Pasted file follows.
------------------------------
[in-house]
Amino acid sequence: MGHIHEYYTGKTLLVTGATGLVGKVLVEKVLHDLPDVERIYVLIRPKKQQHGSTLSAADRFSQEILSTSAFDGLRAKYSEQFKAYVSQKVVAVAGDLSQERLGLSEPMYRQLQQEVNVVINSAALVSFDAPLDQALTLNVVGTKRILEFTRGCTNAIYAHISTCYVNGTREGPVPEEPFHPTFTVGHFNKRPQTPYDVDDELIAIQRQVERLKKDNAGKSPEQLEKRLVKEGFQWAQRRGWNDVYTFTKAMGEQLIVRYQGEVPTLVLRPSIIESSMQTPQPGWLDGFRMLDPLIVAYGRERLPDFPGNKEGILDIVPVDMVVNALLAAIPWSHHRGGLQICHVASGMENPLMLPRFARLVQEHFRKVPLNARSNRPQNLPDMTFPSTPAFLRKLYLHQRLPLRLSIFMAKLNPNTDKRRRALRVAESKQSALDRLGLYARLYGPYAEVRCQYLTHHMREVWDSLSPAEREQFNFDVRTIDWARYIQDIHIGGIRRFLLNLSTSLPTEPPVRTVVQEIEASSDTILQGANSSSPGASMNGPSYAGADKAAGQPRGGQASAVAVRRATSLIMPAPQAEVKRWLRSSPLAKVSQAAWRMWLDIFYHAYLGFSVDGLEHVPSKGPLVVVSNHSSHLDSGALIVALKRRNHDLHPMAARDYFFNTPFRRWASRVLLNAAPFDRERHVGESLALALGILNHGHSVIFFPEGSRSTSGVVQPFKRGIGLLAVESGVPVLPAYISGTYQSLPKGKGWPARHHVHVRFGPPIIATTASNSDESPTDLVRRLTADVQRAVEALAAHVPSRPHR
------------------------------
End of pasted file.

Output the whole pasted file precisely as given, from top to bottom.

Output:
[in-house]
Amino acid sequence: MGHIHEYYTGKTLLVTGATGLVGKVLVEKVLHDLPDVERIYVLIRPKKQQHGSTLSAADRFSQEILSTSAFDGLRAKYSEQFKAYVSQKVVAVAGDLSQERLGLSEPMYRQLQQEVNVVINSAALVSFDAPLDQALTLNVVGTKRILEFTRGCTNAIYAHISTCYVNGTREGPVPEEPFHPTFTVGHFNKRPQTPYDVDDELIAIQRQVERLKKDNAGKSPEQLEKRLVKEGFQWAQRRGWNDVYTFTKAMGEQLIVRYQGEVPTLVLRPSIIESSMQTPQPGWLDGFRMLDPLIVAYGRERLPDFPGNKEGILDIVPVDMVVNALLAAIPWSHHRGGLQICHVASGMENPLMLPRFARLVQEHFRKVPLNARSNRPQNLPDMTFPSTPAFLRKLYLHQRLPLRLSIFMAKLNPNTDKRRRALRVAESKQSALDRLGLYARLYGPYAEVRCQYLTHHMREVWDSLSPAEREQFNFDVRTIDWARYIQDIHIGGIRRFLLNLSTSLPTEPPVRTVVQEIEASSDTILQGANSSSPGASMNGPSYAGADKAAGQPRGGQASAVAVRRATSLIMPAPQAEVKRWLRSSPLAKVSQAAWRMWLDIFYHAYLGFSVDGLEHVPSKGPLVVVSNHSSHLDSGALIVALKRRNHDLHPMAARDYFFNTPFRRWASRVLLNAAPFDRERHVGESLALALGILNHGHSVIFFPEGSRSTSGVVQPFKRGIGLLAVESGVPVLPAYISGTYQSLPKGKGWPARHHVHVRFGPPIIATTASNSDESPTDLVRRLTADVQRAVEALAAHVPSRPHR